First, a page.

1980s to the presentEdit

Le Dressage de la Maid-Esclave (1930) illustrated by Bernard Valonnes (aka Don Brennus Aléra).
Servitude by Alan Mac Clyde; illustration by Carlo (1934).

By the '80s clandestine underground publishers began to fade away as fetish literature in general gradually made its way into mainstream culture. An increasing number of banned books that had been illegal to send through the mail just a few years earlier were beginning to turn up on the shelves of large chain bookstores.

Blue Moon Books in New York became a major provider of new novels by authors such as Richard Manton and Don Winslow. The company also reprinted Story of O (1954) and dozens of classic Victorian and Edwardian era novels such as A Man with a Maid, "Frank" and I, and Birch in the Boudoir (retitled as Beauty in the Birch).

Eve Howard, co-founder of the spanking video company Shadow Lane, published her own collection of spanking stories (also called Shadow Lane) through Blue Moon. (Former spanking actress Niki Flynn also writes fetish fiction under the pen name Fiona Locke.) At the same time other video producers started self-publishing their own spin-off books, booklets, and magazines based on their videos.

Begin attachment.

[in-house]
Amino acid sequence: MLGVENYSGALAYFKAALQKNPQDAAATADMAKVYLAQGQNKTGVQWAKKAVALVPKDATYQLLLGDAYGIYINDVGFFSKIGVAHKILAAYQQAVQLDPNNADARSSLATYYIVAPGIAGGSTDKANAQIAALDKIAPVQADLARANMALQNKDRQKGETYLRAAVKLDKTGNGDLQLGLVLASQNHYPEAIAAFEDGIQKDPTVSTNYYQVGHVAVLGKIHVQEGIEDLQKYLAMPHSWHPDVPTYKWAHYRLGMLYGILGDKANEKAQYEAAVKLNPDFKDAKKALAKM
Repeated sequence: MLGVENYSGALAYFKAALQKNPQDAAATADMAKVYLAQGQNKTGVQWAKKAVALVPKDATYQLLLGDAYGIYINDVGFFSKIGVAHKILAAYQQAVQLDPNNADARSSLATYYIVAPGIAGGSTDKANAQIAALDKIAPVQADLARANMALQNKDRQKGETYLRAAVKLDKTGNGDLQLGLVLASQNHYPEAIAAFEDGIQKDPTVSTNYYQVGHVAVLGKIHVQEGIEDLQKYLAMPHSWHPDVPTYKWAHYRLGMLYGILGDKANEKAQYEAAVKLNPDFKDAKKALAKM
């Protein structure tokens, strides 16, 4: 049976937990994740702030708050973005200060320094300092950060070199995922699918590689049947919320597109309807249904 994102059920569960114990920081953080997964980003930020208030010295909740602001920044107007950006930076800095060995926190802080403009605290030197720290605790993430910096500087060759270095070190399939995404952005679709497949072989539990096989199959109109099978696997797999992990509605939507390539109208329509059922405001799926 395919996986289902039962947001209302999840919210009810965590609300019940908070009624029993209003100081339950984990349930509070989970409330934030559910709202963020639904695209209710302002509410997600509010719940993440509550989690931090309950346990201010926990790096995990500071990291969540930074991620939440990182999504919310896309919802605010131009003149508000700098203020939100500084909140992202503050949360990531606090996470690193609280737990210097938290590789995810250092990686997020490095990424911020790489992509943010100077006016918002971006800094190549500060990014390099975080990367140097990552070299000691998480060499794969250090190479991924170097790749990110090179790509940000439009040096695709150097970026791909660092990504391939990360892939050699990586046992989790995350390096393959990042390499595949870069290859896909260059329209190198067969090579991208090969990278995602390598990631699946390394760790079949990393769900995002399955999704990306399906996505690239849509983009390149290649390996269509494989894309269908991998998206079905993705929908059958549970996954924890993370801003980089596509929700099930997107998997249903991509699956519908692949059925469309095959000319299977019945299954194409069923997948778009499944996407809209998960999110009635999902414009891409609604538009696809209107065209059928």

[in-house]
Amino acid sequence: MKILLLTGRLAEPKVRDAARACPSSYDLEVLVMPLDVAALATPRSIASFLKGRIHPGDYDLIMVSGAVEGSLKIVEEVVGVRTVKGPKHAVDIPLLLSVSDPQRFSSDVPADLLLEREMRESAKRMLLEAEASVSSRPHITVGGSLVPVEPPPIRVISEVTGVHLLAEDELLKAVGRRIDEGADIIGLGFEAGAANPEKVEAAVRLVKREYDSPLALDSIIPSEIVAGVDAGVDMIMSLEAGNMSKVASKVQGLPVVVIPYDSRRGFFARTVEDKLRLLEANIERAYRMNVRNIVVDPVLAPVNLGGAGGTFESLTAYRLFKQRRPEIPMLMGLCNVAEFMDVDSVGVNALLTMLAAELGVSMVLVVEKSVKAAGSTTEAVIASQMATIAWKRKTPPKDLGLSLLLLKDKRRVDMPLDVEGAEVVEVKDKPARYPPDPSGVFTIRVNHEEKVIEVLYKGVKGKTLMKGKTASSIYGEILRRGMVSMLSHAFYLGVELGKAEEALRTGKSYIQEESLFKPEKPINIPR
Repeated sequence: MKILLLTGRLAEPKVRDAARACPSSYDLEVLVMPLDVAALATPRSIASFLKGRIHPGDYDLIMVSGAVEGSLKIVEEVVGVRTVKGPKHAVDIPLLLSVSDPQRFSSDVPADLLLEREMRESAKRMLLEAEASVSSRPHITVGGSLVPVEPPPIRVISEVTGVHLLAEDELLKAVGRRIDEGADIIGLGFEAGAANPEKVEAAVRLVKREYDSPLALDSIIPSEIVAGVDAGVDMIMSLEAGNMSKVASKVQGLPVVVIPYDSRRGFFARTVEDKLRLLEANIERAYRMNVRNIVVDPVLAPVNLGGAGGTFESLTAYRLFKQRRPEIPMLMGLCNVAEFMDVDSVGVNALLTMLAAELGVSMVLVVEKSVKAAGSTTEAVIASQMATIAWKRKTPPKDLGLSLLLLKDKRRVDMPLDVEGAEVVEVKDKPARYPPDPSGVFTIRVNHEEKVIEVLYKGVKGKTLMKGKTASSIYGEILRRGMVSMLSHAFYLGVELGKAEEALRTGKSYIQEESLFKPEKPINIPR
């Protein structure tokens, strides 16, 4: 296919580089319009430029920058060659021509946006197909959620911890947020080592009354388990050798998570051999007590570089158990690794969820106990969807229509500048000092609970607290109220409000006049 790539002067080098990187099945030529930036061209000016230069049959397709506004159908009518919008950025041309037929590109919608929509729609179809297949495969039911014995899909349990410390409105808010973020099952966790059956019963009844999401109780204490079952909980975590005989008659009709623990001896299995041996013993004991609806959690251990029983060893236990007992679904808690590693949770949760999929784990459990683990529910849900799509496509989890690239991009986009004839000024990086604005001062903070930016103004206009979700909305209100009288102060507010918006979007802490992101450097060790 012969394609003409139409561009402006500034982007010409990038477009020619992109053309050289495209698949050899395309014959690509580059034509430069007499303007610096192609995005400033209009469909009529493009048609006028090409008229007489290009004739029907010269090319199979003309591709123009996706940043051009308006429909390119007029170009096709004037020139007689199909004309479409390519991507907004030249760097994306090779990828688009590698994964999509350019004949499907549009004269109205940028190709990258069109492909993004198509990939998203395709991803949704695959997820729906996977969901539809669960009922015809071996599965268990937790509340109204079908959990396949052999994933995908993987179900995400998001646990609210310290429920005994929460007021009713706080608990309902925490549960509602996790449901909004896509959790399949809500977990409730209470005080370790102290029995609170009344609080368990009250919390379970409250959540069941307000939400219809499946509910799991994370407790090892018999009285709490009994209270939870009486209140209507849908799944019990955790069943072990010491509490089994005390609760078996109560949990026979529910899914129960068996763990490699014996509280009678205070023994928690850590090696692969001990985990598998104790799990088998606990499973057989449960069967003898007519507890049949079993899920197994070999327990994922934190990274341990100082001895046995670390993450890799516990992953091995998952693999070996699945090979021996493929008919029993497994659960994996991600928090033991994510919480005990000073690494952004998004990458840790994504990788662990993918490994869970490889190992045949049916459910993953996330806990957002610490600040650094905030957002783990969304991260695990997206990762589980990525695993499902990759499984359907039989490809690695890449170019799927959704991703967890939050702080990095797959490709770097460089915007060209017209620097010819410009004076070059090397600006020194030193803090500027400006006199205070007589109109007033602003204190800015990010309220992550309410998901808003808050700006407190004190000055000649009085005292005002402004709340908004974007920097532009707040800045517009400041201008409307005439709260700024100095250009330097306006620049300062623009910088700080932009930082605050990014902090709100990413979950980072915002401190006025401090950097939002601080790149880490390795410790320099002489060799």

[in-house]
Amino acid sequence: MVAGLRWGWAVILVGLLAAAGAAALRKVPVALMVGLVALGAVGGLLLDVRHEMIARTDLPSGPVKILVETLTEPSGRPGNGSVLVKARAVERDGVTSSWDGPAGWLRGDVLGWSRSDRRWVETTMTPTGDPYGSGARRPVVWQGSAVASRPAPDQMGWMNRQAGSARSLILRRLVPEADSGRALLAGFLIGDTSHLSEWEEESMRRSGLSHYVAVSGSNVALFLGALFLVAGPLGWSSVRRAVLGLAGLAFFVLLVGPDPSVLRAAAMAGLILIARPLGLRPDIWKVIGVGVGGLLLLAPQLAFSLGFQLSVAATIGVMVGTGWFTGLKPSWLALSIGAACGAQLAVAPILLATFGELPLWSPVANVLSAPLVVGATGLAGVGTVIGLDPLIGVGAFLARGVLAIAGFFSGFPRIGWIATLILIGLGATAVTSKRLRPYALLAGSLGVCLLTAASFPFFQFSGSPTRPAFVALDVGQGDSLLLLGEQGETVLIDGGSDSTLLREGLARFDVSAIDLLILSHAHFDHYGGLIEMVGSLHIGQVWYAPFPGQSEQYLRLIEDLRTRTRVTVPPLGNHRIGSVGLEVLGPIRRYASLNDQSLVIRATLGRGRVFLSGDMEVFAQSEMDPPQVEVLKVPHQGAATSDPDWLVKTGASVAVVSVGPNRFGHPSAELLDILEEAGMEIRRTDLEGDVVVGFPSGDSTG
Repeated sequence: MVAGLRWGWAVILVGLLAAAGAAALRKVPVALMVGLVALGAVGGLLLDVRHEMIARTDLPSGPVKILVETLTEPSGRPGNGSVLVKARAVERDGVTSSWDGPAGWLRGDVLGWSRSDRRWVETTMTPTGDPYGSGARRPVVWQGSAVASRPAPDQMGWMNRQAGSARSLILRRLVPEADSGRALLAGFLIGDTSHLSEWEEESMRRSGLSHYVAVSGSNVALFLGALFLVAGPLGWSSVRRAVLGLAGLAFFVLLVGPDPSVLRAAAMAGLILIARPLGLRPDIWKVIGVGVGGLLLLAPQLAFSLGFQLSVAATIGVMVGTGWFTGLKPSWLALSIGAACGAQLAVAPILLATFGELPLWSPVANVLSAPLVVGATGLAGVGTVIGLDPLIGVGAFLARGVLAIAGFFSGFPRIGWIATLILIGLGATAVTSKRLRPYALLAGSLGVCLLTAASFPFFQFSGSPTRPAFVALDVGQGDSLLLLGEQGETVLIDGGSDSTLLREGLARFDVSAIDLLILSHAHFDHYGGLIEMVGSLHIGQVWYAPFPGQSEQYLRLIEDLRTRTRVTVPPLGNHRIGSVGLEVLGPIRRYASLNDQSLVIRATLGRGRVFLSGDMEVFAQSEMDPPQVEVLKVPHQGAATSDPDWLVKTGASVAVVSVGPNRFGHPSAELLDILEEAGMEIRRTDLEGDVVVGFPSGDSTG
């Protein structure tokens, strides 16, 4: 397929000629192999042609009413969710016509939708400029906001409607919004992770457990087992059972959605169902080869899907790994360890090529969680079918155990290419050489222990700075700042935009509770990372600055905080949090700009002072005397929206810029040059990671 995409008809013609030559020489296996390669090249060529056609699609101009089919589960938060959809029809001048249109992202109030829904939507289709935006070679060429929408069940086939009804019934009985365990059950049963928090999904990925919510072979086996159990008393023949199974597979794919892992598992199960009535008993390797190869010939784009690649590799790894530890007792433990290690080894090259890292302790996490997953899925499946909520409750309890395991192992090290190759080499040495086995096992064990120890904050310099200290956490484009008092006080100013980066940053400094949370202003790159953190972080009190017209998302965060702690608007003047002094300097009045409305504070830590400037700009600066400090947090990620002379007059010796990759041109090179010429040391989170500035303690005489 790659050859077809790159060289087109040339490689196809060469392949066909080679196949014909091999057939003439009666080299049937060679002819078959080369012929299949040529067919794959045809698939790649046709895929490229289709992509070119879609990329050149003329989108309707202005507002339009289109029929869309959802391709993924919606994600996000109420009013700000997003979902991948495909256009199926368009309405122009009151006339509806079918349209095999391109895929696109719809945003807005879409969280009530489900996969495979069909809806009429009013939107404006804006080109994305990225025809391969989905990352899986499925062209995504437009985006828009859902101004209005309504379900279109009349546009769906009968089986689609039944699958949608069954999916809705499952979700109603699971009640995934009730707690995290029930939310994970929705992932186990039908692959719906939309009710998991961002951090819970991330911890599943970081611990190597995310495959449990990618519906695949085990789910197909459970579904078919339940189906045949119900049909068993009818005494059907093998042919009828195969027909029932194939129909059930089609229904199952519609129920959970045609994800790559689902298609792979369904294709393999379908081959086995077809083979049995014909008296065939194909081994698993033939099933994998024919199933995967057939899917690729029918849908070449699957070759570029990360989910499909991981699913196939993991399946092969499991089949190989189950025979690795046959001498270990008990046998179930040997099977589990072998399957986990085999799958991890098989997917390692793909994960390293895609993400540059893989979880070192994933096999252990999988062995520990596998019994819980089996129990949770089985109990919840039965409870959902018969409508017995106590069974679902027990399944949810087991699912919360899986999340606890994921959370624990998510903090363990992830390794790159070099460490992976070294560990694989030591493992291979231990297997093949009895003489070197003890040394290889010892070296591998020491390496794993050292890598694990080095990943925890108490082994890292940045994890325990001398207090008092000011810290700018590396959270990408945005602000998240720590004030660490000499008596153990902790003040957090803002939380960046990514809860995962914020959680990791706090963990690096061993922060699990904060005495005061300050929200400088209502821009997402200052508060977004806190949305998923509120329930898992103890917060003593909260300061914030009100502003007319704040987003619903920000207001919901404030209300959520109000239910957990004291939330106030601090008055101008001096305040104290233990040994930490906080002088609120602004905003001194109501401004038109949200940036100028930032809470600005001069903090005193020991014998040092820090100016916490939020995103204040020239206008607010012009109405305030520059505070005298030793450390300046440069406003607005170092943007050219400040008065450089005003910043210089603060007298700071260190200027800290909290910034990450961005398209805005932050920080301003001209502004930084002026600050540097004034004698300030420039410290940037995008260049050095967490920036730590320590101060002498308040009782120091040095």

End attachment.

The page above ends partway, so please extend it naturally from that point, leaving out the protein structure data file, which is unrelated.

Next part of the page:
But perhaps the most significant event was when popular horror writer Anne Rice (as A. N. Roquelaure) published her trilogy of spanking fantasy novels through E. P. Dutton/Plume. These books, The Claiming of Sleeping Beauty (1983), Beauty's Punishment (1984), and Beauty's Release (1985), became surprise best sellers. The trilogy established that spanking/BDSM stories were no longer back-alley productions sold under the counter at adult bookshops, but were now an accepted and legitimate part of the publishing industry.

Although there are exceptions – such as science fiction and fantasy – modern fetish fiction tends to fall into two main categories. There are contemporary stories set in the present day and highly imitative historical novels that recreate the style and content of Victorian and Edwardian era erotica. (In fact, there are many authors who do little more than rewrite the same vintage novels over and over with slight variations.) The main difference in today's writings is the absence of a subversive subtext with social satire, dark humor, and parody that existed in many of the books of the past.

Books on the InternetEdit

Since the 1990s, the development of the Internet has made it easier for professional as well as amateur writers to self-publish their work online. And an increasing number of publishers and booksellers, both large and small, now provide electronic books (e-books) in digital form that can be read on computers or other electronic devices.


1906 Illustration by Édouard-Henri Avril for Fanny Hill.

More can be found in the novels category.

See alsoEdit

MediaWiki spam blocked by CleanTalk.